Before we jump into the review, you’ll notice that I often use the term “pump gun” or “scatter gun” instead of shotgun. That’s not because I like to use more slang than actual terminology but because the Mossberg 590S Shockwave is not a shotgun in the eyes of the law.
If you go to Mossberg’s website to look for the 590S Shockwave, you definitely will not find it under the shotgun category, where you may have thought to look first.
The 590S Shockwave is not designed to be shoulder-fired due to the bird’s head style Raptor grip, so it doesn’t fall under the legal definition of a shotgun. And since the grip is very much horizontally oriented, it gives the gun a little extra length to push it over the 26-inch mark. Therefore, you’re good to go!
Just don’t try and make your own version of a Shockwave by replacing one of your shotgun stocks with a grip like this one; that’s a big no-no!
Oh yeah, and just to be safe and cover my rear, I urge you not to swap out the grip for a different style or a stock, fire it from the shoulder (which would suck anyways), or try to conceal carry it (I’ve seen pictures, it can be done, but really?!).
Now that we got all that legal nonsense out of the way, we can get to the fun part!
The Mossberg 590S Shockwave is one of those pump guns that just screams truck gun or close-quarters combat. It’s also just a blast to shoot (pun intended). The ability to cycle shells between 1.75 inches and 3 inches opens the versatility aspect immensely.
But does it cycle all of them without issue? Is the recoil manageable to rely on this mini pump gun for defensive purposes?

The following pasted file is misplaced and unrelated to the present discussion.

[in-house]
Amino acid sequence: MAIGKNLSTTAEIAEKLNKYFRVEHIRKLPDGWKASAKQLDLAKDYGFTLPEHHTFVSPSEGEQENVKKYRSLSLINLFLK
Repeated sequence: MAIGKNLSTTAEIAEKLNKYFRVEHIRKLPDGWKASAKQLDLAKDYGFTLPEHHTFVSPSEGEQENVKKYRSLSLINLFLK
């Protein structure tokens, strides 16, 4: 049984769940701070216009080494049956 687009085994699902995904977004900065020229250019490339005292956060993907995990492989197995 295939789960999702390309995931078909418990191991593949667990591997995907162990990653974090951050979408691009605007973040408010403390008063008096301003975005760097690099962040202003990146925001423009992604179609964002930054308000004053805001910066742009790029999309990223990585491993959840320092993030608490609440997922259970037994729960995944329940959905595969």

Keep on reading to find out the answer to both of those questions.
Mossberg 590S Shockwave Review
|Capacity||4+1, 5+1, 8+1|
|Chamber Size||3” chamber with 1.75” short shell, 2.75”, and 3” cycling capability|
|Barrel Length||14.38 inches|
|Overall Length||26.37 inches|
|Stock||Raptor grip, Corn Cob forend w/ strap|
Pros & Cons
- Cycles 3”, 2.75” and 1/75” shells without the need for a mini shell adaptor
- Up to an 8+1 capacity
- Top-mounted ambidextrous safety (works well with this style of grip, not so much with pistol grip, though)
- Shorter length is ideal for close-quarters
- Reliable with a wide variety of shells
- Forend strap is a nice touch
- Plenty of aftermarket support
- Recoil is harder to handle compared to full-size shotguns
- Aiming is difficult
I was surprised at the heft of the 590S Shockwave as I picked it up out of the box. I’m not even sure why I expected it to be lighter, but I suppose the weight is good for helping to mitigate some of the recoil.
The Raptor grip is smooth but not slippery, the corn cob forend has just enough texturing and ribbing for a solid hold, and the strap on the forend gives you that extra reassurance you won’t accidentally drop it.
The action was smooth right out of the box, and I didn’t feel it needed any extra lubrication.
Overall, it feels even more solid than it looks.
How We Tested
With the big selling point of the 590S Shockwave being that it can cycle and shoot a variety of shell sizes without the need for an adaptor, I hit the range with several different loads. I was lucky to get one of the smaller ranges to myself, so I didn’t annoy the other shooters.